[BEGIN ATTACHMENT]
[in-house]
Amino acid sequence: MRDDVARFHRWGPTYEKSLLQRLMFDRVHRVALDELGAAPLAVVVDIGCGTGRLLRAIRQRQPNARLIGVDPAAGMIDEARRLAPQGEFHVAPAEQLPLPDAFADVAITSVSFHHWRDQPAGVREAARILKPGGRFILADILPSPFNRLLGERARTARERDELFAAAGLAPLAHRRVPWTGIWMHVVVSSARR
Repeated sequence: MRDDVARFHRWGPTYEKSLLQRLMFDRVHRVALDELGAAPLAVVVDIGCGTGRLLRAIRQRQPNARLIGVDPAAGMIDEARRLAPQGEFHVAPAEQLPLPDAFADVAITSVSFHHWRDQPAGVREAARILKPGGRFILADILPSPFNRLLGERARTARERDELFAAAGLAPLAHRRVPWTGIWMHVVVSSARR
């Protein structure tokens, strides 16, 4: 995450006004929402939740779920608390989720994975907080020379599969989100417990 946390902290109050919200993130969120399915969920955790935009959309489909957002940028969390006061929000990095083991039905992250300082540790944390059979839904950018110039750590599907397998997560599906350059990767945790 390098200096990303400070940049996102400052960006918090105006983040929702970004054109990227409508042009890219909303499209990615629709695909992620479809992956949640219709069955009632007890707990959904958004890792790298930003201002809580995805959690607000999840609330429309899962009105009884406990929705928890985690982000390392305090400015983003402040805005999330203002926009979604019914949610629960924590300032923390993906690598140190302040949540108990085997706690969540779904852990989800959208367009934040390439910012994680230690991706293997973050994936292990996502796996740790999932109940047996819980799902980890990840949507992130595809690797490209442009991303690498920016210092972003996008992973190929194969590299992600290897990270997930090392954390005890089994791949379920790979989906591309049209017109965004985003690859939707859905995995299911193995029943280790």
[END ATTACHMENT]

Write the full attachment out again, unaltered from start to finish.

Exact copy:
[in-house]
Amino acid sequence: MRDDVARFHRWGPTYEKSLLQRLMFDRVHRVALDELGAAPLAVVVDIGCGTGRLLRAIRQRQPNARLIGVDPAAGMIDEARRLAPQGEFHVAPAEQLPLPDAFADVAITSVSFHHWRDQPAGVREAARILKPGGRFILADILPSPFNRLLGERARTARERDELFAAAGLAPLAHRRVPWTGIWMHVVVSSARR
Repeated sequence: MRDDVARFHRWGPTYEKSLLQRLMFDRVHRVALDELGAAPLAVVVDIGCGTGRLLRAIRQRQPNARLIGVDPAAGMIDEARRLAPQGEFHVAPAEQLPLPDAFADVAITSVSFHHWRDQPAGVREAARILKPGGRFILADILPSPFNRLLGERARTARERDELFAAAGLAPLAHRRVPWTGIWMHVVVSSARR
């Protein structure tokens, strides 16, 4: 995450006004929402939740779920608390989720994975907080020379599969989100417990 946390902290109050919200993130969120399915969920955790935009959309489909957002940028969390006061929000990095083991039905992250300082540790944390059979839904950018110039750590599907397998997560599906350059990767945790 390098200096990303400070940049996102400052960006918090105006983040929702970004054109990227409508042009890219909303499209990615629709695909992620479809992956949640219709069955009632007890707990959904958004890792790298930003201002809580995805959690607000999840609330429309899962009105009884406990929705928890985690982000390392305090400015983003402040805005999330203002926009979604019914949610629960924590300032923390993906690598140190302040949540108990085997706690969540779904852990989800959208367009934040390439910012994680230690991706293997973050994936292990996502796996740790999932109940047996819980799902980890990840949507992130595809690797490209442009991303690498920016210092972003996008992973190929194969590299992600290897990270997930090392954390005890089994791949379920790979989906591309049209017109965004985003690859939707859905995995299911193995029943280790």